What Is Jaundice?

Jaundice Is More Than Just Discolored Skin

Jaundice
Jaundice tends to be very visible, and includes a yellowing in the whites of the eyes. Image © craft vision / E+ / Getty Images

What Is Jaundice?

Jaundice is when a buildup of bilirubin in the blood causes the skin, mucus membranes, and the white part of the eyes to appear yellowish. Bilirubin is a reddish yellow substance produced when red blood cells break down. It is excreted through the liver in bile and then out of the body in stool.

Jaundice itself is not a dangerous condition, but rather is a sign of a more serious condition or disease.

Jaundice should be investigated for its underlying cause.

If you experiencing jaundice, it will need attention from a physician. It's not the jaundice itself that is the problem, it's the condition that is causing the jaundice. The conditions that cause jaundice will need treatment, it is not something that will go away on its own.

Why Would Bilirubin Build Up?

The buildup of bilirubin can be caused by an abnormally high level of red blood cells breaking down, gallstones, or liver disease (such as hepatitis or cirrhosis). Jaundice sometimes affects newborns ("newborn jaundice") because their livers are too immature to process the bilirubin in their bodies.

Other symptoms of jaundice may include:

What Tests Might Be Done For Jaundice?

In some cases, jaundice might be the result of a known condition.

For instance, if a person with liver disease develops jaundice, it's probably a result of the problems with the liver. It could mean, however, that treatment for the liver disease is not as effective as it should be, or that something else is going on. If there isn't any obvious cause for jaundice, a physician might order a series of tests to figure out what is causing it.

Some of these tests can include:

How Is Jaundice Treated?

Jaundice is not really a condition on its own, but is a sign of another problem. so it is managed by treating the disease that is causing the buildup of bilirubin. For a virus that will resolve on its own, jaundice may not require any special treatment, because the body will clear the bilirubin and the virus on its own. For more serious conditions, other treatments might needed to help the liver to manage the bilirubin.

Here's how some of the conditions that cause jaundice might be treated:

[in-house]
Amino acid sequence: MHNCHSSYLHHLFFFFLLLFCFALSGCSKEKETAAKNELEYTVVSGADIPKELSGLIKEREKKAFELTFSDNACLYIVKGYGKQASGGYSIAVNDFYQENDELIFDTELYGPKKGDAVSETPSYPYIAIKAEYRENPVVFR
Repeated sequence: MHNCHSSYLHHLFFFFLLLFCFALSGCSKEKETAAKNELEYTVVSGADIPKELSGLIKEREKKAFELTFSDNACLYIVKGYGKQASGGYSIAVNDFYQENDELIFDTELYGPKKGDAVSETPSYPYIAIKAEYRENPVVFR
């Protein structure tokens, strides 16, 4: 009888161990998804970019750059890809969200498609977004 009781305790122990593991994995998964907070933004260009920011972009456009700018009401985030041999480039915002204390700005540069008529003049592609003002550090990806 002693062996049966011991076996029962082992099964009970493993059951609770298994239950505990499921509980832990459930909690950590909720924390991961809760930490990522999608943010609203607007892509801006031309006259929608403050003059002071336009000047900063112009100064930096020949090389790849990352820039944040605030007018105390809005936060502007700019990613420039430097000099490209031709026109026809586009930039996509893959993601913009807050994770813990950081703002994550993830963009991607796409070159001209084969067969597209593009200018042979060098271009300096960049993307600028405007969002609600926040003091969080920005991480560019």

• Alcohol-related cirrhosis or hepatitis. If alcoholic beverages are the cause of the liver disease, stopping drinking is going to be crucial to resolving the jaundice.
  • Anemia. If anemia, the lack of red blood cells, is the cause of jaundice, the treatment might include a blood transfusion.
  • Cirrhosis. Cirrhosis is the end-stage of chronic liver disease, and has many different causes. Treating the jaundice from cirrhosis will depend on the type of liver disease present, but could include the use of corticosteroids or diuretics.
  • Drug toxicities. In the case of a drug causing the harm to the liver, the drug will need to be stopped (this includes prescription medications, over-the-counter drugs like acetaminophen, and illegal drugs). Another medication might need to be given to counteract the overdose.
  • Gallstones. Gallstones that are resulting in jaundice might require treatment, which is typically the removal of the gallbladder.
  • Liver cancer. Cancer of the liver will require treatment from a specialist, and may include radiation and chemotherapy, as well as other medications for supportive therapy.
  • Newborn jaundice. Newborn jaundice is common, and will often resolve on its own without any treatment. Some healthcare providers might recommend that newborns get some sunlight exposure to increase vitamin D production and clear the bilirubin. In other cases, a newborn might be given treatment in the hospital using special lights that can help resolve the jaundice.
  • Primary sclerosing cholangitis (PSC). This liver disease is associated with ulcerative colitis, and can cause jaundice. Treatment is largely to help manage symptoms, and can include cholestyramine or diphenhydramine to manage itching, and antibiotics. Surgical treatment to open the bile ducts and the placing of a stent to keep them open might be needed if ducts have become blocked. A liver transplant is a treatment that is used in severe cases.

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